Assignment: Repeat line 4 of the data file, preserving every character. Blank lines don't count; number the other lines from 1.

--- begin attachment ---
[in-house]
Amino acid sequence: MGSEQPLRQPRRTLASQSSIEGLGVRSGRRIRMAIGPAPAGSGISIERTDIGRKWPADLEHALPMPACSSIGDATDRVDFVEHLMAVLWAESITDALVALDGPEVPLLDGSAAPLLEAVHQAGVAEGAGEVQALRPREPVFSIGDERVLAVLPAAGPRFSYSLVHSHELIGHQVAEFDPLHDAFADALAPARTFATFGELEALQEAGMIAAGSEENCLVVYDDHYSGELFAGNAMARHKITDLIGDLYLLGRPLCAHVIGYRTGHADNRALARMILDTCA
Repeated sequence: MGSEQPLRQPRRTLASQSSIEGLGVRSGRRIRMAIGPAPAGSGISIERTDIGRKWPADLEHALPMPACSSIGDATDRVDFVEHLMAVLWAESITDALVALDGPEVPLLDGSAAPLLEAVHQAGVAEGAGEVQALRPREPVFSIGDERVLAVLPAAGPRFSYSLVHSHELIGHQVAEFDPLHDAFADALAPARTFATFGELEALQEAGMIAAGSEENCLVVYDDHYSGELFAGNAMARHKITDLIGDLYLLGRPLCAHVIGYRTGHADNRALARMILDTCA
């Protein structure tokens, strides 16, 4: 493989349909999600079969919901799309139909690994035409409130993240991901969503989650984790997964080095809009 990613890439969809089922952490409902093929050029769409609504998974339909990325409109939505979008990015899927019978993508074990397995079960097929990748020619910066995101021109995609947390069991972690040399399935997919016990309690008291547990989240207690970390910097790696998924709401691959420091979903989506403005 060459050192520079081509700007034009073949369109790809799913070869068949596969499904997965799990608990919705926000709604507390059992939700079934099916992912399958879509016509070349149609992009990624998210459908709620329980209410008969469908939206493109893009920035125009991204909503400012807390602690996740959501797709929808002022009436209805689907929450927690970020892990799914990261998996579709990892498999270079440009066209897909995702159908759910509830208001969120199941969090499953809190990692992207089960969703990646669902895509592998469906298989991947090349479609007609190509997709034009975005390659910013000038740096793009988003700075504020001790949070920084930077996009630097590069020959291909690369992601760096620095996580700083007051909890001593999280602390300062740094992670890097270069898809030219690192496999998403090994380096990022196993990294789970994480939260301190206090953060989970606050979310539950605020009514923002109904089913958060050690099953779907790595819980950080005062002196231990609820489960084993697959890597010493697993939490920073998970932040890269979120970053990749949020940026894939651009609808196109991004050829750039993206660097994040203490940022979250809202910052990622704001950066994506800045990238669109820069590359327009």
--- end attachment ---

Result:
């Protein structure tokens, strides 16, 4: 493989349909999600079969919901799309139909690994035409409130993240991901969503989650984790997964080095809009 990613890439969809089922952490409902093929050029769409609504998974339909990325409109939505979008990015899927019978993508074990397995079960097929990748020619910066995101021109995609947390069991972690040399399935997919016990309690008291547990989240207690970390910097790696998924709401691959420091979903989506403005 060459050192520079081509700007034009073949369109790809799913070869068949596969499904997965799990608990919705926000709604507390059992939700079934099916992912399958879509016509070349149609992009990624998210459908709620329980209410008969469908939206493109893009920035125009991204909503400012807390602690996740959501797709929808002022009436209805689907929450927690970020892990799914990261998996579709990892498999270079440009066209897909995702159908759910509830208001969120199941969090499953809190990692992207089960969703990646669902895509592998469906298989991947090349479609007609190509997709034009975005390659910013000038740096793009988003700075504020001790949070920084930077996009630097590069020959291909690369992601760096620095996580700083007051909890001593999280602390300062740094992670890097270069898809030219690192496999998403090994380096990022196993990294789970994480939260301190206090953060989970606050979310539950605020009514923002109904089913958060050690099953779907790595819980950080005062002196231990609820489960084993697959890597010493697993939490920073998970932040890269979120970053990749949020940026894939651009609808196109991004050829750039993206660097994040203490940022979250809202910052990622704001950066994506800045990238669109820069590359327009």